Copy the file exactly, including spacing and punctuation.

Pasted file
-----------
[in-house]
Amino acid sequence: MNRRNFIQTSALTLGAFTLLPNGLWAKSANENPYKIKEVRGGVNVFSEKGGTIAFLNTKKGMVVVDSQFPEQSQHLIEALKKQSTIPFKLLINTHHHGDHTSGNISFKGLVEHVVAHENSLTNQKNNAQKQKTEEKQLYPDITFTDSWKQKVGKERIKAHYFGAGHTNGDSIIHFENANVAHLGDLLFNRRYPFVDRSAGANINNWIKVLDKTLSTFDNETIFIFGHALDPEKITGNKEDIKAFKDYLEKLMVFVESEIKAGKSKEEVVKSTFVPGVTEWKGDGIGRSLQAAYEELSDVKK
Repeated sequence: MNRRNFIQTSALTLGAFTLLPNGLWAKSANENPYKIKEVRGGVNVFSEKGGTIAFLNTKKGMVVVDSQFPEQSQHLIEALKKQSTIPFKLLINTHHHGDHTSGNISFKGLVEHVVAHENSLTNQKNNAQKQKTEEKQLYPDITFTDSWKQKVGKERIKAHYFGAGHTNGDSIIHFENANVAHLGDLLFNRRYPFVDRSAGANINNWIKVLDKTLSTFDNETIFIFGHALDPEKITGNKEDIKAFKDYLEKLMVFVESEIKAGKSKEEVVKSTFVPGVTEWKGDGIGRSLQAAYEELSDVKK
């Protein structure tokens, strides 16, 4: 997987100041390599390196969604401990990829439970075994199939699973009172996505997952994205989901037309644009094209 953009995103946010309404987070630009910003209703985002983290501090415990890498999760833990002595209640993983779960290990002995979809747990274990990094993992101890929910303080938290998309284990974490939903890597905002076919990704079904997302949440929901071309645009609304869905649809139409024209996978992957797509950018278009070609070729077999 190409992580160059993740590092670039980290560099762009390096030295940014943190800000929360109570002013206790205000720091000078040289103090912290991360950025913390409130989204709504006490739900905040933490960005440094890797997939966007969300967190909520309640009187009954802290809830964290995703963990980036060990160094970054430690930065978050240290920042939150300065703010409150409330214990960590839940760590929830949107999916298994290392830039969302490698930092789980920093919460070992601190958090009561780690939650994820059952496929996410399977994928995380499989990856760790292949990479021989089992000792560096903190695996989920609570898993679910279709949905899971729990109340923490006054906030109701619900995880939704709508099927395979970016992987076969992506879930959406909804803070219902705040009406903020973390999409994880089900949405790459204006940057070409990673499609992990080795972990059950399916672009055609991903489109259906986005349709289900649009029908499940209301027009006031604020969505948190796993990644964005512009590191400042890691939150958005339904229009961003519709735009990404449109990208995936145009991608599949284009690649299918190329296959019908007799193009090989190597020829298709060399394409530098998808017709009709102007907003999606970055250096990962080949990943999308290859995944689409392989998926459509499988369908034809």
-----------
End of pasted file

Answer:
[in-house]
Amino acid sequence: MNRRNFIQTSALTLGAFTLLPNGLWAKSANENPYKIKEVRGGVNVFSEKGGTIAFLNTKKGMVVVDSQFPEQSQHLIEALKKQSTIPFKLLINTHHHGDHTSGNISFKGLVEHVVAHENSLTNQKNNAQKQKTEEKQLYPDITFTDSWKQKVGKERIKAHYFGAGHTNGDSIIHFENANVAHLGDLLFNRRYPFVDRSAGANINNWIKVLDKTLSTFDNETIFIFGHALDPEKITGNKEDIKAFKDYLEKLMVFVESEIKAGKSKEEVVKSTFVPGVTEWKGDGIGRSLQAAYEELSDVKK
Repeated sequence: MNRRNFIQTSALTLGAFTLLPNGLWAKSANENPYKIKEVRGGVNVFSEKGGTIAFLNTKKGMVVVDSQFPEQSQHLIEALKKQSTIPFKLLINTHHHGDHTSGNISFKGLVEHVVAHENSLTNQKNNAQKQKTEEKQLYPDITFTDSWKQKVGKERIKAHYFGAGHTNGDSIIHFENANVAHLGDLLFNRRYPFVDRSAGANINNWIKVLDKTLSTFDNETIFIFGHALDPEKITGNKEDIKAFKDYLEKLMVFVESEIKAGKSKEEVVKSTFVPGVTEWKGDGIGRSLQAAYEELSDVKK
């Protein structure tokens, strides 16, 4: 997987100041390599390196969604401990990829439970075994199939699973009172996505997952994205989901037309644009094209 953009995103946010309404987070630009910003209703985002983290501090415990890498999760833990002595209640993983779960290990002995979809747990274990990094993992101890929910303080938290998309284990974490939903890597905002076919990704079904997302949440929901071309645009609304869905649809139409024209996978992957797509950018278009070609070729077999 190409992580160059993740590092670039980290560099762009390096030295940014943190800000929360109570002013206790205000720091000078040289103090912290991360950025913390409130989204709504006490739900905040933490960005440094890797997939966007969300967190909520309640009187009954802290809830964290995703963990980036060990160094970054430690930065978050240290920042939150300065703010409150409330214990960590839940760590929830949107999916298994290392830039969302490698930092789980920093919460070992601190958090009561780690939650994820059952496929996410399977994928995380499989990856760790292949990479021989089992000792560096903190695996989920609570898993679910279709949905899971729990109340923490006054906030109701619900995880939704709508099927395979970016992987076969992506879930959406909804803070219902705040009406903020973390999409994880089900949405790459204006940057070409990673499609992990080795972990059950399916672009055609991903489109259906986005349709289900649009029908499940209301027009006031604020969505948190796993990644964005512009590191400042890691939150958005339904229009961003519709735009990404449109990208995936145009991608599949284009690649299918190329296959019908007799193009090989190597020829298709060399394409530098998808017709009709102007907003999606970055250096990962080949990943999308290859995944689409392989998926459509499988369908034809």